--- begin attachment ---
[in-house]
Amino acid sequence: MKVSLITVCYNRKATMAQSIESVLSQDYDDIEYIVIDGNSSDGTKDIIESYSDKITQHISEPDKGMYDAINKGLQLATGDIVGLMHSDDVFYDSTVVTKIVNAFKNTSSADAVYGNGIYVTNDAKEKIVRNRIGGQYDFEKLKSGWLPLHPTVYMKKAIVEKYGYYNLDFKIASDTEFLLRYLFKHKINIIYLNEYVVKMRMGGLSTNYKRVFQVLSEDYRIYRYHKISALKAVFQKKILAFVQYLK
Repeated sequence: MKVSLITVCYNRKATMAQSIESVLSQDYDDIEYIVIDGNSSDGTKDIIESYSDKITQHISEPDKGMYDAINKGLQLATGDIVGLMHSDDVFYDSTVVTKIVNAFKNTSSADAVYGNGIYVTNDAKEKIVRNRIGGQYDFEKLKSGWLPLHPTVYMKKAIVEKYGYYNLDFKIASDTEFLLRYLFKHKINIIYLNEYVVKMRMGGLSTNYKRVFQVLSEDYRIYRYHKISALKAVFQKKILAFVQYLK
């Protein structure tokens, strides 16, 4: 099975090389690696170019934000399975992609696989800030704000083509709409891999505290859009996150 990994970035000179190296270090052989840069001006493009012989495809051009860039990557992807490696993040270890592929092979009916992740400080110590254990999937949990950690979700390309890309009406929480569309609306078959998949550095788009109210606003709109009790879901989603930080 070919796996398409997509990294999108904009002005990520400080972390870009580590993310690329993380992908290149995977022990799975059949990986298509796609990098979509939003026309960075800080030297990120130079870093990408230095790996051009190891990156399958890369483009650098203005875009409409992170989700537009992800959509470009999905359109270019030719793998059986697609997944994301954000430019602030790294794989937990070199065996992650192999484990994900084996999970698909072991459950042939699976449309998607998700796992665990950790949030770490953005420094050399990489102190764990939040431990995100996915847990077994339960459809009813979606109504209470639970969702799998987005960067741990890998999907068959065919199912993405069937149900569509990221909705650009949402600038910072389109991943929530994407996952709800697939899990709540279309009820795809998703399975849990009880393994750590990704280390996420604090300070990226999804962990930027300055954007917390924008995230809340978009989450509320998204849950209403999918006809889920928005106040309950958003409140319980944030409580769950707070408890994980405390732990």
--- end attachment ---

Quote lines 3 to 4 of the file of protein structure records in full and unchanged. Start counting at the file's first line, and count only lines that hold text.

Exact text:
Repeated sequence: MKVSLITVCYNRKATMAQSIESVLSQDYDDIEYIVIDGNSSDGTKDIIESYSDKITQHISEPDKGMYDAINKGLQLATGDIVGLMHSDDVFYDSTVVTKIVNAFKNTSSADAVYGNGIYVTNDAKEKIVRNRIGGQYDFEKLKSGWLPLHPTVYMKKAIVEKYGYYNLDFKIASDTEFLLRYLFKHKINIIYLNEYVVKMRMGGLSTNYKRVFQVLSEDYRIYRYHKISALKAVFQKKILAFVQYLK
């Protein structure tokens, strides 16, 4: 099975090389690696170019934000399975992609696989800030704000083509709409891999505290859009996150 990994970035000179190296270090052989840069001006493009012989495809051009860039990557992807490696993040270890592929092979009916992740400080110590254990999937949990950690979700390309890309009406929480569309609306078959998949550095788009109210606003709109009790879901989603930080 070919796996398409997509990294999108904009002005990520400080972390870009580590993310690329993380992908290149995977022990799975059949990986298509796609990098979509939003026309960075800080030297990120130079870093990408230095790996051009190891990156399958890369483009650098203005875009409409992170989700537009992800959509470009999905359109270019030719793998059986697609997944994301954000430019602030790294794989937990070199065996992650192999484990994900084996999970698909072991459950042939699976449309998607998700796992665990950790949030770490953005420094050399990489102190764990939040431990995100996915847990077994339960459809009813979606109504209470639970969702799998987005960067741990890998999907068959065919199912993405069937149900569509990221909705650009949402600038910072389109991943929530994407996952709800697939899990709540279309009820795809998703399975849990009880393994750590990704280390996420604090300070990226999804962990930027300055954007917390924008995230809340978009989450509320998204849950209403999918006809889920928005106040309950958003409140319980944030409580769950707070408890994980405390732990």